I think a lot of people use Social Stories
www.thegraycenter.org/social-stories to explain a lot of the social behaviour issues (e.g. look at people in the room when you talk). I am of the opinion that we should play to the strength of children with ASD while giving them strategy for coping with the weaknesses. So if my children do not like eye-contact, I don't force it (eye contact can make me feel sick) but I tell them to fake it by looking either at the nose or the mouth (I myself favour the mouth because I can try to lip read which helps me with concentration in busy environment)
Hope this help.

Tambaboy Thu 20-Mar-14 10:03:27

Fishandjam Hanen books are really good, I've got TalkAbility as recommended by DS' SALT a few years back. It tells you how to encourage eye contact, play, conversation skills, friendships etc. It is not cheap though, I got mine slightly cheaper from eBay.
More than Words from Hanen seems to be very good as well but I'm afraid I haven't used it.

Fishandjam Thu 20-Mar-14 14:28:25

Thanks both, I'll definitely look into those stories/books.

We told DS's nursery the day before yesterday about the diagnosis and so far their reaction has been to deny that there''s anything unusual about him. Last night at pickup one of the carers spent ages telling me about how he'd spent an hour role playing with other children and how she had wished she could get the paed there to see it... I guess the subtleties might be difficult to explain to many people!

Oblomov Tue 01-Apr-14 21:58:24

Doesn't sound good to me. If nursery are denying everything, then you may be fighting a losing battle?

Fishandjam Sun 06-Apr-14 20:06:16

Well nursery have a copy of the consultant paediatrician's report now and can expect an on-site visit from the Support For Learning team, so they won't be able to deny it much longer! grin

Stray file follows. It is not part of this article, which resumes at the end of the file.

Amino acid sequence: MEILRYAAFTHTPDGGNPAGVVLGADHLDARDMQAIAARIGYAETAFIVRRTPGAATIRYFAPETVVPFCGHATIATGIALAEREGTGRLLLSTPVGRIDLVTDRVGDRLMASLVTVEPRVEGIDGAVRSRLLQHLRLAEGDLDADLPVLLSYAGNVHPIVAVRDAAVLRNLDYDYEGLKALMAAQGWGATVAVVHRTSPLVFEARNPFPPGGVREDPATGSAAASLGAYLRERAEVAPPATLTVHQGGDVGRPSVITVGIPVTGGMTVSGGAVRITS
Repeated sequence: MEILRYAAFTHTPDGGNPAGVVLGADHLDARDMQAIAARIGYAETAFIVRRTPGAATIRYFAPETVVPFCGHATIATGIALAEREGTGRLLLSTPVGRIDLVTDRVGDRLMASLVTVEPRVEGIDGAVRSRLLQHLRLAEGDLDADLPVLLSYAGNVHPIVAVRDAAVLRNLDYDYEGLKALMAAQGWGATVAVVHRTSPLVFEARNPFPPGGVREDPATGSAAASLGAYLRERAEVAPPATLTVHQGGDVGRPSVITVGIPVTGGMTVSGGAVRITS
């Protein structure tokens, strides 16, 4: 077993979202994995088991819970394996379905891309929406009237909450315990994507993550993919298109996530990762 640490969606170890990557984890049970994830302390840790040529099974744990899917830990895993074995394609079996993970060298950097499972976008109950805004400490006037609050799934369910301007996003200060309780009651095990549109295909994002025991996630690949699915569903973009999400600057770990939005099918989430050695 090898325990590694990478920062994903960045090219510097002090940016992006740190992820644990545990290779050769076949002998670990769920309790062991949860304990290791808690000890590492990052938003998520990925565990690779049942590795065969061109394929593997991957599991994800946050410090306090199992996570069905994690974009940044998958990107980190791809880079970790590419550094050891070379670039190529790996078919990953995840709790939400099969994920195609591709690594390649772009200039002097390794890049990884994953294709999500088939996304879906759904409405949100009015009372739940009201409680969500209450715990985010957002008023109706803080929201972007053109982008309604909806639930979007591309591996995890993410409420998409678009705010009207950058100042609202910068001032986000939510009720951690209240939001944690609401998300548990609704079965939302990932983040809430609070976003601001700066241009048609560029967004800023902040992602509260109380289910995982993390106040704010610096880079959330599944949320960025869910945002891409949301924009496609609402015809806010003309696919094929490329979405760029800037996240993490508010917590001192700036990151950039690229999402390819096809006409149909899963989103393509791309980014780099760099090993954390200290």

Had a session of play with DS earlier where I tried to get him to role play a bit with the people figures in his BigJigs train set (two of them building a tunnel out of Lego over the track). Utterly knackering. He really really doesn't get it. Oh well, onwards and upwards.

fairylightsintheloft Sun 13-Apr-14 21:27:13

hi. we are in a very similar situation with DS (also 4 but in reception as summer born). Am just at the start of all this and feeling a bit lost as to how to proceed in terms of helping DS. I feel like all I see now when he does / says anything is the ASD and not him sad. One of the most frustrating things for months before we had the paed. letter with a partial diagnosis (full assessment still awaited) was friends and relatives saying how normal he was and how all 4 yo do x when we KNEW he wasn't the same in lots of subtle ways. Fortunately his nursery and reception teacher have been 100% on board. Now we have the letter I feel like the family and friends are having to accept it a bit more. Know exactly what you mean about the role play. He will pretend to be one of the pups off paw patrol and lick my arm (!) but its all based on TV or reciting dialogue out of context. When he plays with trains its recreating scenes from Thomas, not genuine imagination. Don't have any real practical advice at this point, (though DS's nursery did instigate a very successful visual timetable for him that helped him cope with different stages of the day). Just wanted to say you're not alone smile